Republican National Committee Chairman Reince Priebus said a win by Mr. Trump in Michigan would put him over the top.

“If we win a state like Michigan it’s all over,” Mr. Priebus said on “This Week.”

Indeed, turning Michigan from blue to red would likely get Mr. Trump to 270 electoral votes. But he also likely can’t get there without flipping Michigan or another Democratic stronghold.

Mr. Priebus called the Michigan race “an absolute toss-up.”

The Real Clear Politics rolling average of recent polls in Michigan showed Mrs. Clinton 4.7 points ahead of Mr. Trump, 44.7 percent to 40 percent. The average included Libertarian nominee Gary Johnson at 6 percent and Green Party nominee Jill Stein at 2.5 percent.

The race has been tightening in Michigan as it has across battleground states and in national surveys. Mrs. Clinton and Mr. Trump were in neck-and-neck races in most swing states, including Florida, Ohio, North Carolina and Nevada.

Mrs. Clinton doesn’t necessarily need to win Ohio to win the White House, but a victory there would make her path much easier. The most recent Real Clear Politics average of all Ohio polls shows Mr. Trump with a 1.6-point lead; at least one recent survey by The Columbus Dispatch gave Mrs. Clinton a 1-point lead, though virtually all polls over the past week have been within the margin of error, suggesting a tight race in the final days of the campaign.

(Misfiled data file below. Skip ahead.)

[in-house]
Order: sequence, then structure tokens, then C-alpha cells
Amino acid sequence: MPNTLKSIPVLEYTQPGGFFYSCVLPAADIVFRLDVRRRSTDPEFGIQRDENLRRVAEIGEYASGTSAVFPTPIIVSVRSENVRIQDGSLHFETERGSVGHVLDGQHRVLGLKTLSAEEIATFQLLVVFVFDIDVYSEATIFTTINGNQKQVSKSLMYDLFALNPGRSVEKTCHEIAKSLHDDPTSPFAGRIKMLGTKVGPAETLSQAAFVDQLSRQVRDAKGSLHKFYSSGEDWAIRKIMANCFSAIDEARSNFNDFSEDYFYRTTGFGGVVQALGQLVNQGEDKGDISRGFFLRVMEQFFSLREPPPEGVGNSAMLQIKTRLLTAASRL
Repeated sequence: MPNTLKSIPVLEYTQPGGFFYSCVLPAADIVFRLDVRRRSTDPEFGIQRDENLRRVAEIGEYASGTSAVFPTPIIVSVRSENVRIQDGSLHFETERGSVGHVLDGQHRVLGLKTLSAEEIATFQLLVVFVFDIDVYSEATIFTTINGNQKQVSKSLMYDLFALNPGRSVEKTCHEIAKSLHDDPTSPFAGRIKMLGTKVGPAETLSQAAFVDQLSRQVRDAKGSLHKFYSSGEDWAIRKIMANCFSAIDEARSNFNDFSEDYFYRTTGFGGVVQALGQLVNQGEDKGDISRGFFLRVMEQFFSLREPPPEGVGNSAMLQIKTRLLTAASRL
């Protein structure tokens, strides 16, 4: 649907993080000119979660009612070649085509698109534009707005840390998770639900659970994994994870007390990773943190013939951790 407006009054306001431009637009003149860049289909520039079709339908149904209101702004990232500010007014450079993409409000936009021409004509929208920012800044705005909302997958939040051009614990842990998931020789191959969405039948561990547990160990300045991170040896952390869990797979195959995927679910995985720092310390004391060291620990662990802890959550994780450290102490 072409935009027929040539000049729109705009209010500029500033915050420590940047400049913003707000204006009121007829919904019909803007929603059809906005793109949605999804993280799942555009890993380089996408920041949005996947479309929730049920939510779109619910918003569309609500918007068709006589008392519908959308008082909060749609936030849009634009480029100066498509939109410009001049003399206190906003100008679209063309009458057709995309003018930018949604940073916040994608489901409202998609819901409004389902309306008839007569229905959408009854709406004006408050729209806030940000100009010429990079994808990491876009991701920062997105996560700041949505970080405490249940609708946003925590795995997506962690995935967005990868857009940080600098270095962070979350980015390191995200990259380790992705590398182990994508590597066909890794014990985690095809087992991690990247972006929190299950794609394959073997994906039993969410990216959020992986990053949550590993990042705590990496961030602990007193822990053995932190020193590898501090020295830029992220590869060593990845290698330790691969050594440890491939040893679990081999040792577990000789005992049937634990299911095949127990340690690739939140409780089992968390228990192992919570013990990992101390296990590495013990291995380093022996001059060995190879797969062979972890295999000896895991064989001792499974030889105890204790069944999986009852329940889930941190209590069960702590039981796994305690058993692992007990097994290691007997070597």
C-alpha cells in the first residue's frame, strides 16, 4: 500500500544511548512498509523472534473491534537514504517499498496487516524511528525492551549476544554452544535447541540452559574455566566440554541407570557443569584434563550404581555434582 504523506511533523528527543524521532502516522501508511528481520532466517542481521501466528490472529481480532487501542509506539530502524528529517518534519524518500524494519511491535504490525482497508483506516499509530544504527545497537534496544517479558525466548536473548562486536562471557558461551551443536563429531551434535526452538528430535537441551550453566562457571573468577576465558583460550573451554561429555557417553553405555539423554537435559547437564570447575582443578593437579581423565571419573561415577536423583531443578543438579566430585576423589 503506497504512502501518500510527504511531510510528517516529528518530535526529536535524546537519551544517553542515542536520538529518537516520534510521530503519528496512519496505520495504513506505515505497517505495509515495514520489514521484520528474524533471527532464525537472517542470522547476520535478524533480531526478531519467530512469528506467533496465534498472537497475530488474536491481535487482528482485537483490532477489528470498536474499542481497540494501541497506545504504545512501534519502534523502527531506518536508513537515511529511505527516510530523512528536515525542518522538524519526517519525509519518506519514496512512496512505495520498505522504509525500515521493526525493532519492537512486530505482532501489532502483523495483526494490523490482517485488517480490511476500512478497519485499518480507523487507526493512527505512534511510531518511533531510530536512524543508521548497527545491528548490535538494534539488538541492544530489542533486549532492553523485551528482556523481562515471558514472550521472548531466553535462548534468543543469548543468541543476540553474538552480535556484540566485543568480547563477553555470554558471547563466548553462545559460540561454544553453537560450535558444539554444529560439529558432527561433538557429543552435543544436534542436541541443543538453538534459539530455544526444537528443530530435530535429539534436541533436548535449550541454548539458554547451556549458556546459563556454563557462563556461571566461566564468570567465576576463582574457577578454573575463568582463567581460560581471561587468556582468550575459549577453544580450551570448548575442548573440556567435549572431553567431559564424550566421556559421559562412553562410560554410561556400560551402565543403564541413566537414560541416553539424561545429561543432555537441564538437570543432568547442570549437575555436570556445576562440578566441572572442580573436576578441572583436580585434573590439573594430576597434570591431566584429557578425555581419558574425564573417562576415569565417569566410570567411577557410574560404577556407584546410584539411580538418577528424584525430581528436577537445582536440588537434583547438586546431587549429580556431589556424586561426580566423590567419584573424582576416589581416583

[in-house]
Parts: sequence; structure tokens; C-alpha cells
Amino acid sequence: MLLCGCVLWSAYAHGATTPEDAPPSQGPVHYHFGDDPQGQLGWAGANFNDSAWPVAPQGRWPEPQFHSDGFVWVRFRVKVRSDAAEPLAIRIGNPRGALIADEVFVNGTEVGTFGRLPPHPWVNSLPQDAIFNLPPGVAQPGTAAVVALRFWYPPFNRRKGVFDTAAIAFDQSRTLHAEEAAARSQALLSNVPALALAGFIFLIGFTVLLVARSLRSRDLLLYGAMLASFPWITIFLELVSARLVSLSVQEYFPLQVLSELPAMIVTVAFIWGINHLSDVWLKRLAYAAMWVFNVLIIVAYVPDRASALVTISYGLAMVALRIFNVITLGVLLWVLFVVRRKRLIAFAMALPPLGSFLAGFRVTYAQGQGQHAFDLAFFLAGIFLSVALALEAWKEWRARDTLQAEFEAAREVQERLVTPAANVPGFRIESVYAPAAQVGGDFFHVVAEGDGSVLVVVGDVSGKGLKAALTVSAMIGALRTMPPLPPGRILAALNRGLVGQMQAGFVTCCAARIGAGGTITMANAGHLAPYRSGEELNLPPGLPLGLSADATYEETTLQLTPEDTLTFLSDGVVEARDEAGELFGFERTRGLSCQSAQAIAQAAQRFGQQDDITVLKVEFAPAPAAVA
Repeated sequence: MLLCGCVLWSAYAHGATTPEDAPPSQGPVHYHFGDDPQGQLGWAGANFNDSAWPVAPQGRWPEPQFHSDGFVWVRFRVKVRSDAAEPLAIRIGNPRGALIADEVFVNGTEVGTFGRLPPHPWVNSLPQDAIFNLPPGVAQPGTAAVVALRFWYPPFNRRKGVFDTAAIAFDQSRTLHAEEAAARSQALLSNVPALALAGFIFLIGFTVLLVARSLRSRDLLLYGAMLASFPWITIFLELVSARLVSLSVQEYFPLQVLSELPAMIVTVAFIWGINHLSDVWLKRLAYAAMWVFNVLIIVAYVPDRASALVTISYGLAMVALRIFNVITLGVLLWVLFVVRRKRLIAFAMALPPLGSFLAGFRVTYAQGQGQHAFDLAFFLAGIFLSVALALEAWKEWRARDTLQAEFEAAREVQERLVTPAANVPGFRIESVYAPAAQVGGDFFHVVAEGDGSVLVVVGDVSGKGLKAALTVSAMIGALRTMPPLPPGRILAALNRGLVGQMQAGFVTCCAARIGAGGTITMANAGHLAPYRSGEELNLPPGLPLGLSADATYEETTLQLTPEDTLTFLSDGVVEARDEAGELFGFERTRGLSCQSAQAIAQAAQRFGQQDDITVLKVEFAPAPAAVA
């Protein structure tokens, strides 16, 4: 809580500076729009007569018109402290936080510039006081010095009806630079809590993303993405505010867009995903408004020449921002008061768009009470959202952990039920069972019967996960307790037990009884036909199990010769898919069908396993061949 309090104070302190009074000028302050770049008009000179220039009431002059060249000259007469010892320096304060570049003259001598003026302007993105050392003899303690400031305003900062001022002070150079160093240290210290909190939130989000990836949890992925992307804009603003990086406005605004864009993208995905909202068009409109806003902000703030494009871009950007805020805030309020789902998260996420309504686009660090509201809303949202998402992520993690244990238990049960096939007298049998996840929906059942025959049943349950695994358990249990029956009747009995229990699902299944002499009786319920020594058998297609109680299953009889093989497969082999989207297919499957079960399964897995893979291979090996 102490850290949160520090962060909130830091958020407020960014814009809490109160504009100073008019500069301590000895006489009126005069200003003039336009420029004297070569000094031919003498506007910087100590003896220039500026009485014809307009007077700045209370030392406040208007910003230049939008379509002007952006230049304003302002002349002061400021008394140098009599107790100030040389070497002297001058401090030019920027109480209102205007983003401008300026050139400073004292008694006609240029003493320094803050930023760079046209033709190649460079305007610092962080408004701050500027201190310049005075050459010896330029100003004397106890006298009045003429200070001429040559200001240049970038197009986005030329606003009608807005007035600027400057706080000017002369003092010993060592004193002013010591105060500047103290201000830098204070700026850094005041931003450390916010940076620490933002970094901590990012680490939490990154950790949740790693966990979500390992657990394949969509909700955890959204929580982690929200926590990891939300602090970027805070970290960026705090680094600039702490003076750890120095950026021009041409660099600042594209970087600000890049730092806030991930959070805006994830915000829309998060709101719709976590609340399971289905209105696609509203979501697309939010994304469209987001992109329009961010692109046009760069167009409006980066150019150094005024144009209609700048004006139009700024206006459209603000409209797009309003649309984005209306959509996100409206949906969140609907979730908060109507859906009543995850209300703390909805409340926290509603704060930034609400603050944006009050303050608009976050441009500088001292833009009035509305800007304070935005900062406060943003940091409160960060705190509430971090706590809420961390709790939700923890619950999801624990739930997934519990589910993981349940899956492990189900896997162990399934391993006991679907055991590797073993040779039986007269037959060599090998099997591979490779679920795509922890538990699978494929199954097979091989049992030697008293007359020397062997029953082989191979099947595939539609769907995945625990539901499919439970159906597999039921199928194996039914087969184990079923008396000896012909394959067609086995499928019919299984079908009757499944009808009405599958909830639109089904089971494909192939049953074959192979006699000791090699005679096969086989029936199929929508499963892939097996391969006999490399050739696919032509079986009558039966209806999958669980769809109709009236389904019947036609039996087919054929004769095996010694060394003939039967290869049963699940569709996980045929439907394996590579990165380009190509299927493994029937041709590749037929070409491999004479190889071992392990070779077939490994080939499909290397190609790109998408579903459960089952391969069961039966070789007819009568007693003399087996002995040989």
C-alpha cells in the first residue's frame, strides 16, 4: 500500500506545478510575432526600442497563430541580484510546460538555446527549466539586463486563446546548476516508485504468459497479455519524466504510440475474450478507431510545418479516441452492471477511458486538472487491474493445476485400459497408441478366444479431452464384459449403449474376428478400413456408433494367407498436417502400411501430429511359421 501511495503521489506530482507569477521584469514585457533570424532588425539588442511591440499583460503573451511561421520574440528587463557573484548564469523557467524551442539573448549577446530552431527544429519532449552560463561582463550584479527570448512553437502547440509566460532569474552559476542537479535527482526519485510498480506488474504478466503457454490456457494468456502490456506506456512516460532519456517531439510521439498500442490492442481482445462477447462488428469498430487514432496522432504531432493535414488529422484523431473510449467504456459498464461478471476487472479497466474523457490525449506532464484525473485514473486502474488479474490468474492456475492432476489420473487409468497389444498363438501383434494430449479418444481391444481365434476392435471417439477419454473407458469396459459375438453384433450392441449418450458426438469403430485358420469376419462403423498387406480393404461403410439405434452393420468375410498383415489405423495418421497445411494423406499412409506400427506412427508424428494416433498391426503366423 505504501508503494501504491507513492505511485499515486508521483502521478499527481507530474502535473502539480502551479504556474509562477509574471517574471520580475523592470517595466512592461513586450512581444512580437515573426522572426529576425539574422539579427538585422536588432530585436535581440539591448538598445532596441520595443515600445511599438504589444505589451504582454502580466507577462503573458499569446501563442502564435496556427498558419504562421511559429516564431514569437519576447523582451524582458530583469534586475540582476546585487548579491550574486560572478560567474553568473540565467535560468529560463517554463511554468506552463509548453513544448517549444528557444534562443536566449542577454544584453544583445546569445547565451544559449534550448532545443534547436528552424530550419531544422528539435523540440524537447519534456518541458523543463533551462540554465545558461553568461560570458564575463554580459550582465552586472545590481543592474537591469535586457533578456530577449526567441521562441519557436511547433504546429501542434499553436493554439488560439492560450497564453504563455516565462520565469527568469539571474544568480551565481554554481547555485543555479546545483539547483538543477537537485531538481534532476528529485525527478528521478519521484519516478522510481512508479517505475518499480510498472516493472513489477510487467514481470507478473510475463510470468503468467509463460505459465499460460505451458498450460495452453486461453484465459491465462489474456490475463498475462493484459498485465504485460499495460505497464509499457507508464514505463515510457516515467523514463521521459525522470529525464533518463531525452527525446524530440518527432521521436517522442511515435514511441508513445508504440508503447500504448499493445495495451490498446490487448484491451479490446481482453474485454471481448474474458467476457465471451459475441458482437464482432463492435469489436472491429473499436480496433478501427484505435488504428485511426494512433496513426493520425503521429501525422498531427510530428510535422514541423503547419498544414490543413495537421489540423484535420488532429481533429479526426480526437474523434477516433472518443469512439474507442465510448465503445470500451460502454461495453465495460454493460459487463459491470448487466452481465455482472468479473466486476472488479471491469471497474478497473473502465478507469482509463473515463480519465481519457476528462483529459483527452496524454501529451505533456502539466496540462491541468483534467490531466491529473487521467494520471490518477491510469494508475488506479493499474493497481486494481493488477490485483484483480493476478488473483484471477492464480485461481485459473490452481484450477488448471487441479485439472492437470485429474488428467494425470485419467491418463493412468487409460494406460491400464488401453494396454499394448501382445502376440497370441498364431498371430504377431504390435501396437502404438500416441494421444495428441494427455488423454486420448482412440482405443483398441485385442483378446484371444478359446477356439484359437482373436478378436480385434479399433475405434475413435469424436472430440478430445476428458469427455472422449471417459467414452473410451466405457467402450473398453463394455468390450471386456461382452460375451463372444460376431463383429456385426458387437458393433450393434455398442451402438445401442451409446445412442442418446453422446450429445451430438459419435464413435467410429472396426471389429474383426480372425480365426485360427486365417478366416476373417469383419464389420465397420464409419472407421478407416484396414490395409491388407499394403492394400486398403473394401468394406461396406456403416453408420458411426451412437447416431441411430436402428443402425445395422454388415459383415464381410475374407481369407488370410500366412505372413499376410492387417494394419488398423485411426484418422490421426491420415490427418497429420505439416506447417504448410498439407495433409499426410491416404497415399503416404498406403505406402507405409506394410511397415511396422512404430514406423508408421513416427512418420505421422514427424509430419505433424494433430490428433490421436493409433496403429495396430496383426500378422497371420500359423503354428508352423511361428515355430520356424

Mrs. Clinton continued to hold the lead in several national polls, as she has throughout the general election campaign.

The final NBC News/Wall Street Journal poll before the election gave her a 4-point lead over Mr. Trump, 44 percent to 40 percent.

Mrs. Clinton had an 11-point lead in the same poll in mid-October, 48 percent to 37 percent.

An ABC News/Washington Post poll gave Mrs. Clinton a 5-point advantage over Mr. Trump, 48 percent to 43 percent.

However, Mr. Trump held a 1-point lead over Mrs. Clinton, 44 percent to 43 percent, in an Investor’s Business Daily/TechnoMetrica Market Intelligence poll, which has been the most accurate poll in recent presidential elections.